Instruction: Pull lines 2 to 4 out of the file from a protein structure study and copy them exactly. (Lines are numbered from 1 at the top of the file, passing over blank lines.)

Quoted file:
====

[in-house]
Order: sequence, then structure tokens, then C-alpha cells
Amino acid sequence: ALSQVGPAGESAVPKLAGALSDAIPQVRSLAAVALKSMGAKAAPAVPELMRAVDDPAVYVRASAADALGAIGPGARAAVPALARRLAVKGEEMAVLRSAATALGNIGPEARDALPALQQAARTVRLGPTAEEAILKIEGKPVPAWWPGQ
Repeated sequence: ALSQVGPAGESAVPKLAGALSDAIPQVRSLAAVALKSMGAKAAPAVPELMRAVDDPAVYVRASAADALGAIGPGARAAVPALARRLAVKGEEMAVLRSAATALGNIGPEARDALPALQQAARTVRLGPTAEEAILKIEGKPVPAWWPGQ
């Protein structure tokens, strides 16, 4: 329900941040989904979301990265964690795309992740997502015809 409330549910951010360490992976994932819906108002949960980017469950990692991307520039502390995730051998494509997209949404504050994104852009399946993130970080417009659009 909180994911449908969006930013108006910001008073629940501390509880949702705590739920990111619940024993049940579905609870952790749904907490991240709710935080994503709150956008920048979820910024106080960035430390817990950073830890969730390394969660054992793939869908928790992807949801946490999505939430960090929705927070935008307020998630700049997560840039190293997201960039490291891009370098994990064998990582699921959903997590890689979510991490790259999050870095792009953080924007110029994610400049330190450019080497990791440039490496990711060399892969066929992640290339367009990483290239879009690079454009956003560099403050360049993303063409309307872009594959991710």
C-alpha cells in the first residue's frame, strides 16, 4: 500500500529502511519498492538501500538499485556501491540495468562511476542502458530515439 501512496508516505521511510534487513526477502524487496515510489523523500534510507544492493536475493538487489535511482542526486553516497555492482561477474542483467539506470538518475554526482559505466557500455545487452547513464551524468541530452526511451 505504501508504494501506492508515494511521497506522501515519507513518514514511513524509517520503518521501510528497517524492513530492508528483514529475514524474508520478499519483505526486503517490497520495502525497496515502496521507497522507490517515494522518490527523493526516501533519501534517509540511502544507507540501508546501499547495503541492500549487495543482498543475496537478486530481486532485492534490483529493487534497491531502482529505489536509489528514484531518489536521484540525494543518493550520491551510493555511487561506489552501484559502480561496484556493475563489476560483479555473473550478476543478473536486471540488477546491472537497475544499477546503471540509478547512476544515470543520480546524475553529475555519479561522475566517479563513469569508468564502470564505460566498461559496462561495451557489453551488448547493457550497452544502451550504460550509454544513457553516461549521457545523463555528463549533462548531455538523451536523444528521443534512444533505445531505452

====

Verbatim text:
Order: sequence, then structure tokens, then C-alpha cells
Amino acid sequence: ALSQVGPAGESAVPKLAGALSDAIPQVRSLAAVALKSMGAKAAPAVPELMRAVDDPAVYVRASAADALGAIGPGARAAVPALARRLAVKGEEMAVLRSAATALGNIGPEARDALPALQQAARTVRLGPTAEEAILKIEGKPVPAWWPGQ
Repeated sequence: ALSQVGPAGESAVPKLAGALSDAIPQVRSLAAVALKSMGAKAAPAVPELMRAVDDPAVYVRASAADALGAIGPGARAAVPALARRLAVKGEEMAVLRSAATALGNIGPEARDALPALQQAARTVRLGPTAEEAILKIEGKPVPAWWPGQ